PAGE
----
All this needs to happen in addition to their own day-to-day activities. They will still be siloed in terms of what function they're providing, so it is crucial to make sure that the organizational structure is set-up to deliver these change programs.

#7: You Will Need New Skill Sets

If you change the process, your team will require additional or new skill sets. As outlined above, the required roles and activities will significantly change. Consequently, this might require new hires or retraining of existing resources. For example, you may not have a release management function or resource right now for end user IT.

An almost obsessive customer orientation is required just as much as skills in efficient communication, collaboration, active listening, and business focus. Because their roles will include so many more attributes than are currently required, BAU managers also need to be highly analytical and data-driven, understand user experience concepts, and become product managers and schedulers.

For more information on these new skills, check out our article 5 Non-Technical Skills Your Business-as-Usual IT Team Must Have To Avoid Becoming Obsolete In This New As-A-Service World.

#8: Who Owns Your Evergreen IT Management?

When we talk about organizational change, we need to also talk about who owns Evergreen IT Management as a function. Who is ultimately responsible?

Normally, release management would sit within the central IT service delivery function. They are generally reactive people who are looking after the environment on a day-to-day basis. But it may not be, in some instances, a dedicated sub-function. In contrast, for Evergreen IT, we do recommend that it is set up as a dedicated and business extended sub-function because, if you don't have a team of people dedicated to looking after life cycle management, your IT estate is going to get out of support very, very quickly.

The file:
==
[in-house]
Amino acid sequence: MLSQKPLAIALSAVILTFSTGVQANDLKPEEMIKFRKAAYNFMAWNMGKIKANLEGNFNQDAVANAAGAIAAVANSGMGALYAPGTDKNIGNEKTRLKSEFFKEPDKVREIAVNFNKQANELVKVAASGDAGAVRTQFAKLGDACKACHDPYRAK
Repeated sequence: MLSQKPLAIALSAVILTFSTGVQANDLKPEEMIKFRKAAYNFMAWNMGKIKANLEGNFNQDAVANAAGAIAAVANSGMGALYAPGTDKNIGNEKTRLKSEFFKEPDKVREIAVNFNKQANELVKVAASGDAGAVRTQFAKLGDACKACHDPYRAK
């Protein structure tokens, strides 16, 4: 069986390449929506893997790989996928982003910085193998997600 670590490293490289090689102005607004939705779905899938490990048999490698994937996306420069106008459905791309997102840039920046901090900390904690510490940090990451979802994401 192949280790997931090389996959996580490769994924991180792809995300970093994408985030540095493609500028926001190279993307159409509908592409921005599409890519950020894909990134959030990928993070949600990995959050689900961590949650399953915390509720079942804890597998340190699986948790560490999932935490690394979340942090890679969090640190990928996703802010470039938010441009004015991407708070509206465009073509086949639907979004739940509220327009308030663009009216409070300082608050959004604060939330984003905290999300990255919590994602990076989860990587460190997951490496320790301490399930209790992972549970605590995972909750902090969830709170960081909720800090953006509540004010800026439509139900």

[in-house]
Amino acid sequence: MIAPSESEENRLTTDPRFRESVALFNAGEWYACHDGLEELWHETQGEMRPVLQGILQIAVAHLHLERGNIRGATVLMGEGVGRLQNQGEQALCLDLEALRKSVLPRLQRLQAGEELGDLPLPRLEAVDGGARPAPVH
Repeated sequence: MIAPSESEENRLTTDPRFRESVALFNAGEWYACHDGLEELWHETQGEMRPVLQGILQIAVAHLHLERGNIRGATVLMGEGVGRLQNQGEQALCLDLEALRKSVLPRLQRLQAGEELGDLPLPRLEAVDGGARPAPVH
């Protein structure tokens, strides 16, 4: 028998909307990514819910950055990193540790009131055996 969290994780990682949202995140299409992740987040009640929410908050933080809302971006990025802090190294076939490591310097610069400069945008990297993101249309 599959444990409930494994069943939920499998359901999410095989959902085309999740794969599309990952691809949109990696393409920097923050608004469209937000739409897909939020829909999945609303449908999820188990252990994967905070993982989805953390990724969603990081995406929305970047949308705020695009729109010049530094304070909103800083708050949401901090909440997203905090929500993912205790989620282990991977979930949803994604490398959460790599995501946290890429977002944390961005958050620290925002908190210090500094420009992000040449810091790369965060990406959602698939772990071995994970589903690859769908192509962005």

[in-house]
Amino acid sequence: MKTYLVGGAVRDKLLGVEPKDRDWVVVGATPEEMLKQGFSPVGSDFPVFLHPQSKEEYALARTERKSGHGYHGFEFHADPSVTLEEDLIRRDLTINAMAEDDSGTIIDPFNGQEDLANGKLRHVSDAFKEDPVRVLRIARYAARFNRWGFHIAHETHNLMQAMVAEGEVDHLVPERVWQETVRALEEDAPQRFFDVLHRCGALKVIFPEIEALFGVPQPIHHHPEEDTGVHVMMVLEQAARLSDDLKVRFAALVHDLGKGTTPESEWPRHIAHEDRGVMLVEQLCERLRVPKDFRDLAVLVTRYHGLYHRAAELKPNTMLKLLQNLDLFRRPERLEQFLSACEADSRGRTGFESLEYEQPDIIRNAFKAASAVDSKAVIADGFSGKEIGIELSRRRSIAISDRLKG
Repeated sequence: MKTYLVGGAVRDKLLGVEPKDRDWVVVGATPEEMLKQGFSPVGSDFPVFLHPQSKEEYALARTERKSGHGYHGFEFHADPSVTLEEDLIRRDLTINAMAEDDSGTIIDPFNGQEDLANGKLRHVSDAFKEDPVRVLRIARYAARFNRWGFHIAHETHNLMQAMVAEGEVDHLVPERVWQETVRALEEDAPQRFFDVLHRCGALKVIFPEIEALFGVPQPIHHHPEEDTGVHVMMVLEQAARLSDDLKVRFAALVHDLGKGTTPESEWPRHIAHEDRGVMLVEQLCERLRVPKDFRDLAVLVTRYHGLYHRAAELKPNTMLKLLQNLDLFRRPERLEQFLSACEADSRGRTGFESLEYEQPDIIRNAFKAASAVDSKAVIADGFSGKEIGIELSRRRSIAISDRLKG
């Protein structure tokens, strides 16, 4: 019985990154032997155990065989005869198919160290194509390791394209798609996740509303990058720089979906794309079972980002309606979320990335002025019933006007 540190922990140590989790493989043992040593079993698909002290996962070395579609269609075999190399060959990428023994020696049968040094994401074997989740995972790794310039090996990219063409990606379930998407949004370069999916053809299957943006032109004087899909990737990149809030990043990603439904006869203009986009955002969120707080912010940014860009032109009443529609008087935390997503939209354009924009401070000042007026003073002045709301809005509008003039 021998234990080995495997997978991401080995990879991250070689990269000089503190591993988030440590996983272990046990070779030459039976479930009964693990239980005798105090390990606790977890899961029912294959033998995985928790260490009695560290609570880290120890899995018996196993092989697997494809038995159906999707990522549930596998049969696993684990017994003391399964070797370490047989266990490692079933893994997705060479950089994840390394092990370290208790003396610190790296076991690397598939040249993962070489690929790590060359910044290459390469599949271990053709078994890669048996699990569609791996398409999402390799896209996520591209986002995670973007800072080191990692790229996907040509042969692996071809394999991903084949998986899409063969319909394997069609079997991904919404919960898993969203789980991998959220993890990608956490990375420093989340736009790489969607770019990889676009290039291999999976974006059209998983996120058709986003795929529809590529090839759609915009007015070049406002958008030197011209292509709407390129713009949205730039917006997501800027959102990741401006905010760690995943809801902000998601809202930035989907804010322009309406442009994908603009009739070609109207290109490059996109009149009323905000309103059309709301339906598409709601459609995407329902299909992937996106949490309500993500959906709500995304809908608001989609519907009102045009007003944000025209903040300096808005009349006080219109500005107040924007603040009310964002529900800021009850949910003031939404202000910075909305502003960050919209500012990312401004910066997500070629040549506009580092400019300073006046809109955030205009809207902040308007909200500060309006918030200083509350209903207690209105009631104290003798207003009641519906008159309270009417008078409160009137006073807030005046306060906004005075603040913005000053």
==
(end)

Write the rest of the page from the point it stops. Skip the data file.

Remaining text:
Most organizations do not have a single Evergreen oversight position but rather manage it as part of their release management function. Therefore, the release management function itself has lots of tentacles in different areas like business units. Think of Evergreen IT Management as a role that cuts across many functions like your help desk, remote desktop support, desk side support, outsource vendors, and others.


Ultimately, the organizational change is all about getting executive buy-in and creating a dedicated sub-function that cuts across many IT organizational towers and business units. It requires dedicated budget even though its function is performed by internal resources that fulfill this role in addition to their other day-to-day tasks.

Be sure to carefully define the process as the process defines the organization. If you have great processes, you might need a smaller organization; if you have terrible processes, you might need a larger one!